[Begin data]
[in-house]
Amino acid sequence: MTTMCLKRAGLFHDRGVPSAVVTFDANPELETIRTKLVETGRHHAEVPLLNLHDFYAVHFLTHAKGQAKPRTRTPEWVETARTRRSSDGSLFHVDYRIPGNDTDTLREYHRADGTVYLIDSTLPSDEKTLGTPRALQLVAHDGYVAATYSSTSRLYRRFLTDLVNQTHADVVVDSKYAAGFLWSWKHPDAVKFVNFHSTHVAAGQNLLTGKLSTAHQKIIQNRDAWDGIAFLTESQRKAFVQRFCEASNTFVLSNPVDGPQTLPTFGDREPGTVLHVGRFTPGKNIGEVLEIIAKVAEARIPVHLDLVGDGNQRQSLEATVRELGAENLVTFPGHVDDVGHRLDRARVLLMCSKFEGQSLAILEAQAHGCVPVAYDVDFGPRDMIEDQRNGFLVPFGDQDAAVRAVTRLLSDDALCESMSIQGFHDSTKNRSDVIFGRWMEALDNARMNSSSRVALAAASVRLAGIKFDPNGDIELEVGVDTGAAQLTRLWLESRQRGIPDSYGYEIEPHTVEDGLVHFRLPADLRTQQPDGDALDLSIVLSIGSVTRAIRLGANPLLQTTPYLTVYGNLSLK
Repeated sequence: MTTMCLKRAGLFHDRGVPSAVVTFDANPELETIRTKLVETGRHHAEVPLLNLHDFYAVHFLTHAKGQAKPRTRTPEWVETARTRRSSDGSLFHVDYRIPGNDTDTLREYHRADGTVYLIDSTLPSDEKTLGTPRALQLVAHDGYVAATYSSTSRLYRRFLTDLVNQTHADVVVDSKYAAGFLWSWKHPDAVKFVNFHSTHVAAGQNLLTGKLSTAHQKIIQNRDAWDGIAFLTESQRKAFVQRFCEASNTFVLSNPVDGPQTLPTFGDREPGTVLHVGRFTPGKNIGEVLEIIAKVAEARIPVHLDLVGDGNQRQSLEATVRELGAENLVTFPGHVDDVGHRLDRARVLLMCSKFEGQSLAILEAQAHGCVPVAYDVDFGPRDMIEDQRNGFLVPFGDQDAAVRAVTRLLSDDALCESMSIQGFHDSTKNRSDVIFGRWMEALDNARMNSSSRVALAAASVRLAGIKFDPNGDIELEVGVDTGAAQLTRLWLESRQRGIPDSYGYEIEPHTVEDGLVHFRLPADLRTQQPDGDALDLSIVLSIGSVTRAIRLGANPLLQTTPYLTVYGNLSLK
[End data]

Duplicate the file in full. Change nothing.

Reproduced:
[in-house]
Amino acid sequence: MTTMCLKRAGLFHDRGVPSAVVTFDANPELETIRTKLVETGRHHAEVPLLNLHDFYAVHFLTHAKGQAKPRTRTPEWVETARTRRSSDGSLFHVDYRIPGNDTDTLREYHRADGTVYLIDSTLPSDEKTLGTPRALQLVAHDGYVAATYSSTSRLYRRFLTDLVNQTHADVVVDSKYAAGFLWSWKHPDAVKFVNFHSTHVAAGQNLLTGKLSTAHQKIIQNRDAWDGIAFLTESQRKAFVQRFCEASNTFVLSNPVDGPQTLPTFGDREPGTVLHVGRFTPGKNIGEVLEIIAKVAEARIPVHLDLVGDGNQRQSLEATVRELGAENLVTFPGHVDDVGHRLDRARVLLMCSKFEGQSLAILEAQAHGCVPVAYDVDFGPRDMIEDQRNGFLVPFGDQDAAVRAVTRLLSDDALCESMSIQGFHDSTKNRSDVIFGRWMEALDNARMNSSSRVALAAASVRLAGIKFDPNGDIELEVGVDTGAAQLTRLWLESRQRGIPDSYGYEIEPHTVEDGLVHFRLPADLRTQQPDGDALDLSIVLSIGSVTRAIRLGANPLLQTTPYLTVYGNLSLK
Repeated sequence: MTTMCLKRAGLFHDRGVPSAVVTFDANPELETIRTKLVETGRHHAEVPLLNLHDFYAVHFLTHAKGQAKPRTRTPEWVETARTRRSSDGSLFHVDYRIPGNDTDTLREYHRADGTVYLIDSTLPSDEKTLGTPRALQLVAHDGYVAATYSSTSRLYRRFLTDLVNQTHADVVVDSKYAAGFLWSWKHPDAVKFVNFHSTHVAAGQNLLTGKLSTAHQKIIQNRDAWDGIAFLTESQRKAFVQRFCEASNTFVLSNPVDGPQTLPTFGDREPGTVLHVGRFTPGKNIGEVLEIIAKVAEARIPVHLDLVGDGNQRQSLEATVRELGAENLVTFPGHVDDVGHRLDRARVLLMCSKFEGQSLAILEAQAHGCVPVAYDVDFGPRDMIEDQRNGFLVPFGDQDAAVRAVTRLLSDDALCESMSIQGFHDSTKNRSDVIFGRWMEALDNARMNSSSRVALAAASVRLAGIKFDPNGDIELEVGVDTGAAQLTRLWLESRQRGIPDSYGYEIEPHTVEDGLVHFRLPADLRTQQPDGDALDLSIVLSIGSVTRAIRLGANPLLQTTPYLTVYGNLSLK